The Two Practices of Learning to Program

As a Software Engineer, at some point you’ll understand the basics. If/then, looping, objects, a language or two, and how to run and debug your programs. Once those basics are covered, which usually takes only a couple of months of concerted effort, there are only two next steps required to improve: read a lot of code and write a lot of code. That’s it. These two activities will set you up with the deliberate practices required to improve as a coder.

Read a Lot of Code

Reading a lot of code can take a lot of different forms. Books, blog posts, video lessons, source code in open source repositories, colleague’s work, code review, and documentation can all count. If you are taking in resources that help you better understand programming, you’re reading code. This is where you’ll learn about new approaches to problems. By steeping yourself in code you’ll take in knowledge. This knowledge will make you a better programmer over time. You won’t be able to avoid it.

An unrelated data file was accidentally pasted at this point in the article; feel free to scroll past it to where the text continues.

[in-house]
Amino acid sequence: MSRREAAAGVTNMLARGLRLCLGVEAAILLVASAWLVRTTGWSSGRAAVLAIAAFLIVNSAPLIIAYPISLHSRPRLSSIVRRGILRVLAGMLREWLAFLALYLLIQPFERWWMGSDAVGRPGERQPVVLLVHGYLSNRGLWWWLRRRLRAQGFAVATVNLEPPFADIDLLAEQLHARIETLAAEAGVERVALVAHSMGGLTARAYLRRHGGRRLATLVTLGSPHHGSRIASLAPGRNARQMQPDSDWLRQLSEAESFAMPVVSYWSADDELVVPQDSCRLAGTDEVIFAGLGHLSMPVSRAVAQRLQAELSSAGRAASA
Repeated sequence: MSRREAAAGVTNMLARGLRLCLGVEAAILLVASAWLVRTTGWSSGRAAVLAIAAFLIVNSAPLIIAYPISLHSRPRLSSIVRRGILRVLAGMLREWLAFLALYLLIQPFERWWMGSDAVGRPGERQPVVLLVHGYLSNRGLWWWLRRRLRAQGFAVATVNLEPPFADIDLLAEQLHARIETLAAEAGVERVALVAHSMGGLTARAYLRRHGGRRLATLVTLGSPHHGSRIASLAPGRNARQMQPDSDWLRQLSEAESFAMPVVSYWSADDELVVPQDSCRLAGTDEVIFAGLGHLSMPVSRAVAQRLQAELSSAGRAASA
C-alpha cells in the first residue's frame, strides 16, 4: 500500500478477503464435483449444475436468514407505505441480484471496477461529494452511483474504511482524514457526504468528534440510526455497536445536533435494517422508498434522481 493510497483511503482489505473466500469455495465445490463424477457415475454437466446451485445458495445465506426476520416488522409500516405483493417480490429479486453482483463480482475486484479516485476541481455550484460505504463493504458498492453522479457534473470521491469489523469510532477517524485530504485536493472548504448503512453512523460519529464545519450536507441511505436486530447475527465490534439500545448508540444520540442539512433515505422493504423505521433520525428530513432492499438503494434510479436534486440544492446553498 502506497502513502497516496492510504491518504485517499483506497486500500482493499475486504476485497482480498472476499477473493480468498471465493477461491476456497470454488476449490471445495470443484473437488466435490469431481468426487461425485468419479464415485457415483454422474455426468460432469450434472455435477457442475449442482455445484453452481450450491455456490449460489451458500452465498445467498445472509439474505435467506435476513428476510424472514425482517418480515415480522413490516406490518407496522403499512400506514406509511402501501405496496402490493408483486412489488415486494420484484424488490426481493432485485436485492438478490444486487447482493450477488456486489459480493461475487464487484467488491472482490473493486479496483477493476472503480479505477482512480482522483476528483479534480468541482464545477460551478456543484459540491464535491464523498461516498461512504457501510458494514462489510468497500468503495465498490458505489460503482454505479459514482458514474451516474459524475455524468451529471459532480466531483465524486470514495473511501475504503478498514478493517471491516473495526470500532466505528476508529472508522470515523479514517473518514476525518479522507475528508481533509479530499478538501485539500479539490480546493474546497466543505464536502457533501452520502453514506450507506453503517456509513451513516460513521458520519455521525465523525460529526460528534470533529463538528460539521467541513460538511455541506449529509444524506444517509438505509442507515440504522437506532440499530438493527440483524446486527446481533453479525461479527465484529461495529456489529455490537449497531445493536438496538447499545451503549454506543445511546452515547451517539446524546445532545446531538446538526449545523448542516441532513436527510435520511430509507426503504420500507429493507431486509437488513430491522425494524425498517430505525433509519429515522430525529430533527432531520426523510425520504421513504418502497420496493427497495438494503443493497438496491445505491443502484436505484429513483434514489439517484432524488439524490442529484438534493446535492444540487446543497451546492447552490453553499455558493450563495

Write a Lot of Code

Taking in the knowledge isn’t enough. You need to apply the knowledge to make it stick and add it to your tool chest. Writing a lot of code may be programming for a job, working on an open source project, creating your own programs, or automating stuff in your own work or life. It could be research. You could be building yourself toy programs just to play with. It doesn’t matter what, in particular, that you build, but you must build something. This is the deliberate practice where you apply what you have learned.

Open a book. Open an Editor. Build something.

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